Trembling at the Foot of the Mountain

From my 2010 journal. I realized today that I’m doubting my worth in Christ. I continually question whether or not I’m doing enough to please God. Why is it such a hard thing to believe? I’ve never doubted His love for me. Perhaps that’s because I felt my parents’ love. I do feel accepted by God. It’s not that.  Perhaps my feelings are born out of my childhood perception that God is watching: you better behave. I sense a fearsome reverence that doesn’t allow me to get too close.

mountainVisual:  I am the Israelite at the foot of the mountain who is forbidden from getting too close to the mountain. I’m never Moses and Joshua who climb the mountain and see God face-to-face. I stand at the foot and tremble at the smoke. Only the chosen one is permitted on the mountain. (The funny thing is, Moses had nothing to do with God choosing him. And besides that, he had a flawed character.)

In my visual, I realize that I want to be chosen.

As I surrender my feelings to God, I see myself as a little child, hanging onto the rope barrier at the foot of the mountain. The grownups have all returned to the camp to party, but I want to be close to God.

I see Jesus approach me from the mountain. He picks me up and carries me up the side of the mountain away from the noise of the camp, away from the revelry and the debauchery and sin. It’s quiet up here, silent and peaceful. And Jesus allays my fears that my parents will worry about my being gone.

Soon the sun begins to set and I shiver in the cold. He builds a fire and gives me a cloak for warmth as we sit down for an intimate conversation. In the end I understand that though I might not be chosen for Moses’ job or role,  I was chosen because “I sought the Lord and He heard me” (Ps. 34:4).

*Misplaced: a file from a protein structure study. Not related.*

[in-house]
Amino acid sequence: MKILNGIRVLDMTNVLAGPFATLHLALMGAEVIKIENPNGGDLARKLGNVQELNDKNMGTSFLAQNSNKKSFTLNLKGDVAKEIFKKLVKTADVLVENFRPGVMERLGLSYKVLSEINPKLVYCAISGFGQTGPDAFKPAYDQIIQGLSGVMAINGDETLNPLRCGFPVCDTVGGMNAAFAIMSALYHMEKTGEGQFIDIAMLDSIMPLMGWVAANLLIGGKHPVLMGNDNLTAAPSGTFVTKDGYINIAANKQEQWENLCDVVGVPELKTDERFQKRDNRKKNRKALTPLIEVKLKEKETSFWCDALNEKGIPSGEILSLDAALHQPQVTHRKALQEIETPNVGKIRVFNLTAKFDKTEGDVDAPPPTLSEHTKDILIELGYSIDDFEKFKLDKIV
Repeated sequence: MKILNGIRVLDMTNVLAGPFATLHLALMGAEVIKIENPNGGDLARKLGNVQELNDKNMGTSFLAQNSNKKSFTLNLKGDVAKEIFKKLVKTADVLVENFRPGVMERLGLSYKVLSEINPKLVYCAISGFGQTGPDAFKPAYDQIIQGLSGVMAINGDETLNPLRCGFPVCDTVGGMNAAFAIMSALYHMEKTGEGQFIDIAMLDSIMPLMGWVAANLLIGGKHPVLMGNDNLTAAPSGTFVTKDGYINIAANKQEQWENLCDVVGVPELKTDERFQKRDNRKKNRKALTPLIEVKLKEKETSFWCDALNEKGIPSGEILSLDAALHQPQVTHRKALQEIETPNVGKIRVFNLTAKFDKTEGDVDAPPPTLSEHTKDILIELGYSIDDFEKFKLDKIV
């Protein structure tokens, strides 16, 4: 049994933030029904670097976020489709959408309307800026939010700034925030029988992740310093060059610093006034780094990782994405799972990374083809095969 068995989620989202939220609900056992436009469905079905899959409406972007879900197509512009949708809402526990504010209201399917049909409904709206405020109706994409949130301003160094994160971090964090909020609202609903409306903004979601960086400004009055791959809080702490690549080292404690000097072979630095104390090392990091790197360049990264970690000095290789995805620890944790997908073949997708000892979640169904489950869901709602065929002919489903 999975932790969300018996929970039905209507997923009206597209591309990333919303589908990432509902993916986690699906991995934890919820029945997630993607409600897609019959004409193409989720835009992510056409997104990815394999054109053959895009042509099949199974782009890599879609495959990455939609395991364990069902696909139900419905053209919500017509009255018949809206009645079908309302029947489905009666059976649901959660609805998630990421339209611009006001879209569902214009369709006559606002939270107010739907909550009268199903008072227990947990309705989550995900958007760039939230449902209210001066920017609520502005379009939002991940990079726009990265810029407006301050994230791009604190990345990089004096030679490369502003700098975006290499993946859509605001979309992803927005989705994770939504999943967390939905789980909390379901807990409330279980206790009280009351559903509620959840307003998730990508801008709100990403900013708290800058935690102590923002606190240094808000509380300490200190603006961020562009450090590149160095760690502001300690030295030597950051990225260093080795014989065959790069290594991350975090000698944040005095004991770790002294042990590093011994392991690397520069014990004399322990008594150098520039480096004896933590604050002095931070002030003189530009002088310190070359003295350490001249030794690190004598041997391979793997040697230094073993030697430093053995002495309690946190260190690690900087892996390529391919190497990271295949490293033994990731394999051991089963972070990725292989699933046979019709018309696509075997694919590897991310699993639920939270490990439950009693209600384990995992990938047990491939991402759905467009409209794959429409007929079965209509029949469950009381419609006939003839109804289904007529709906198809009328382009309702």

Now when the mountain trembles, I feel safe. Jesus will protect me. I’m His child. And He promises that He will “never leave me or forsake me.” He will not leave me on this mountainside by myself. When I pray to Him, He’s not far away anymore. He’s right there, close and intimate. We’re just having a conversation.

Does God feel far away to you? Or near?

Chosen

He is the rewarder of those who diligently seek Him (Hebrews 11:6).

Worm

Journal 2018. Like many of you, I grew up singing the old familiar hymns and I still love them, but there are two songs that contain lyrics that I just could not identify with as a five-year-old child: “Amazing grace . . . that saved a wretch like me” and “Alas! and did my Savior bleed . . . For such a worm as I.” Mom told me that God loved me and I believed her. I sure didn’t feel like a wretch or a worm! I felt special.

I was unaware of the forces around me as a five-year-old when I chose Jesus to be my Savior. I was like an orphan, and God chose me out of the orphanage to be His royal child. Why? He’s the one who created me in the first place. But why didn’t He choose Susie or Billy or John? Why did I get to be raised in a Christian home by loving parents? Why am I so privileged today to live in a land of abundance, with ample food on the table? It makes me grateful and I feel special. But what about all the little children who are chosen to live in paganism or poverty? How do I / should I feel about them?

And I hear Jesus’ answer to His disciples: that’s none of your business! (Karen’s paraphrase). Am I willing to let God take care of my questions? Let God be God?

Where is the balance of truth between believing “I’m worthless, a worm, a sinful creature” and “I’ve been adopted into royalty”? Just because I got picked out of a lineup, does that make me special? On what basis did He choose me? Gideon’s 300 men were chosen, supposedly, because they were alert and watchful. They passed a simple test of raising water to their lips. But they didn’t even know they were being tested!